keywords = "inhibitory neurons, nRT, optogenetic control of seizures, parvalbumin, reticular thalamic nucleus, seizures, somatosensory, somatostatin, thalamocortical oscillations, TRN",
author = "Alexandra Clemente-Perez and Makinson, {Stefanie Ritter} and Bryan Higashikubo and Scott Brovarney and Cho, {Frances S.} and Alexander Urry and Holden, {Stephanie S.} and Matthew Wimer and Csaba D{\'a}vid and Fenno, {Lief E.} and L. Acs{\'a}dy and Karl Deisseroth and Paz, {Jeanne T.}",
year = "2017",
month = "6",
day = "6",
doi = "10.1016/j.celrep.2017.05.044",
language = "English",
volume = "19",
pages = "2130--2142",
journal = "Cell Reports",
issn = "2211-1247",
publisher = "Cell Press",
number = "10",

}

TY - JOUR

T1 - Distinct Thalamic Reticular Cell Types Differentially Modulate Normal and Pathological Cortical Rhythms

AU - Clemente-Perez, Alexandra

AU - Makinson, Stefanie Ritter

AU - Higashikubo, Bryan

AU - Brovarney, Scott

AU - Cho, Frances S.

AU - Urry, Alexander

AU - Holden, Stephanie S.

AU - Wimer, Matthew

AU - Dávid, Csaba

AU - Fenno, Lief E.

AU - Acsády, L.

AU - Deisseroth, Karl

AU - Paz, Jeanne T.

PY - 2017/6/6

Y1 - 2017/6/6

N2 - Integrative brain functions depend on widely distributed, rhythmically coordinated computations. Through its long-ranging connections with cortex and most senses, the thalamus orchestrates the flow of cognitive and sensory information. Essential in this process, the nucleus reticularis thalami (nRT) gates different information streams through its extensive inhibition onto other thalamic nuclei, however, we lack an understanding of how different inhibitory neuron subpopulations in nRT function as gatekeepers. We dissociated the connectivity, physiology, and circuit functions of neurons within rodent nRT, based on parvalbumin (PV) and somatostatin (SOM) expression, and validated the existence of such populations in human nRT. We found that PV, but not SOM, cells are rhythmogenic, and that PV and SOM neurons are connected to and modulate distinct thalamocortical circuits. Notably, PV, but not SOM, neurons modulate somatosensory behavior and disrupt seizures. These results provide a conceptual framework for how nRT may gate incoming information to modulate brain-wide rhythms.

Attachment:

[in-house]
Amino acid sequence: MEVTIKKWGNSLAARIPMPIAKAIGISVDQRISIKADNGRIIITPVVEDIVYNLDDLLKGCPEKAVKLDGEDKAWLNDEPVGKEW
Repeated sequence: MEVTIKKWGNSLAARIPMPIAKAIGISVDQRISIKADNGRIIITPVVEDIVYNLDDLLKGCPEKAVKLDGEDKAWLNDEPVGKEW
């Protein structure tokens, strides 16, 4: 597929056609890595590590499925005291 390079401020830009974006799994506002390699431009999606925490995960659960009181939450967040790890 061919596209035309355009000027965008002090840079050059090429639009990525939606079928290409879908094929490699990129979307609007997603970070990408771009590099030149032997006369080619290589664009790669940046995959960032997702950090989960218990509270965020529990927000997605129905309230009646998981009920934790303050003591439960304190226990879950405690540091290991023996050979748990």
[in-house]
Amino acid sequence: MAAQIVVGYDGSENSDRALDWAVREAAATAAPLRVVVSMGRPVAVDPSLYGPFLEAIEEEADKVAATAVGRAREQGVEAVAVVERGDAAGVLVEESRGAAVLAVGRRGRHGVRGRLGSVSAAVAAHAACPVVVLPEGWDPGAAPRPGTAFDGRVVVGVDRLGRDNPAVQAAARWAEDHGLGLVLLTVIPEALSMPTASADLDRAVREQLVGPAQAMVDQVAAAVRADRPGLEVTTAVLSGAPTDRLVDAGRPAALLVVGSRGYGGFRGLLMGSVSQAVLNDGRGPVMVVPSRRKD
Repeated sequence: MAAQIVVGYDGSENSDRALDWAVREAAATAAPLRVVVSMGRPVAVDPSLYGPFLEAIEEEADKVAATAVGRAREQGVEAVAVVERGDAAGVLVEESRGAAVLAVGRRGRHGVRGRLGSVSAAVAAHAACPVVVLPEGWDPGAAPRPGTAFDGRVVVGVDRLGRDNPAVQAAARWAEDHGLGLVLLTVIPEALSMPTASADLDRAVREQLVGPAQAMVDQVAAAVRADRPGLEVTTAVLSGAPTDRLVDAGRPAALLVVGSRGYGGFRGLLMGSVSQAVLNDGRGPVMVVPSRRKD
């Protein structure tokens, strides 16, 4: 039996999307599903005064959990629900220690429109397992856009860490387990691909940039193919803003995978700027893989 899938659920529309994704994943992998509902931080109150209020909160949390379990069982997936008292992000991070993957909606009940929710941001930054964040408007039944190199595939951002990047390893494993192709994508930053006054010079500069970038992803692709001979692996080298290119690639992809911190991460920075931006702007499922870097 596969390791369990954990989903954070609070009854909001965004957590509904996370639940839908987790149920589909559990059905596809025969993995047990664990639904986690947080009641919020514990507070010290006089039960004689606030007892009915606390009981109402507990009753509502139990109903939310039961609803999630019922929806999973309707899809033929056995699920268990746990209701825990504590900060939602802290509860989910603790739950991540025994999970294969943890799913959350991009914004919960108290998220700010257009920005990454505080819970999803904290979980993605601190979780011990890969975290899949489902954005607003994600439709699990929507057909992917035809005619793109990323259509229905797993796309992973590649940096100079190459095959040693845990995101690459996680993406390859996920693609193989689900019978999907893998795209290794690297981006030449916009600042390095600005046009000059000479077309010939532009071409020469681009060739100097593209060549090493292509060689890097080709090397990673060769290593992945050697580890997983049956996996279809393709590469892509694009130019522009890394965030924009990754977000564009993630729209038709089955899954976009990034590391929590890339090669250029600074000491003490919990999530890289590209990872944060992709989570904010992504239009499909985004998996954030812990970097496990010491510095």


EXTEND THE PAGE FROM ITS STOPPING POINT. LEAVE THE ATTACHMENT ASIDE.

AB - Integrative brain functions depend on widely distributed, rhythmically coordinated computations. Through its long-ranging connections with cortex and most senses, the thalamus orchestrates the flow of cognitive and sensory information. Essential in this process, the nucleus reticularis thalami (nRT) gates different information streams through its extensive inhibition onto other thalamic nuclei, however, we lack an understanding of how different inhibitory neuron subpopulations in nRT function as gatekeepers. We dissociated the connectivity, physiology, and circuit functions of neurons within rodent nRT, based on parvalbumin (PV) and somatostatin (SOM) expression, and validated the existence of such populations in human nRT. We found that PV, but not SOM, cells are rhythmogenic, and that PV and SOM neurons are connected to and modulate distinct thalamocortical circuits. Notably, PV, but not SOM, neurons modulate somatosensory behavior and disrupt seizures. These results provide a conceptual framework for how nRT may gate incoming information to modulate brain-wide rhythms.

KW - inhibitory neurons

KW - nRT

KW - optogenetic control of seizures

KW - parvalbumin

KW - reticular thalamic nucleus

KW - seizures

KW - somatosensory

KW - somatostatin

KW - thalamocortical oscillations

KW - TRN

UR - http://www.scopus.com/inward/record.url?scp=85020317022&partnerID=8YFLogxK

UR - http://www.scopus.com/inward/citedby.url?scp=85020317022&partnerID=8YFLogxK

U2 - 10.1016/j.celrep.2017.05.044

DO - 10.1016/j.celrep.2017.05.044

M3 - Article

VL - 19

SP - 2130

EP - 2142

JO - Cell Reports

JF - Cell Reports

SN - 2211-1247

IS - 10

ER -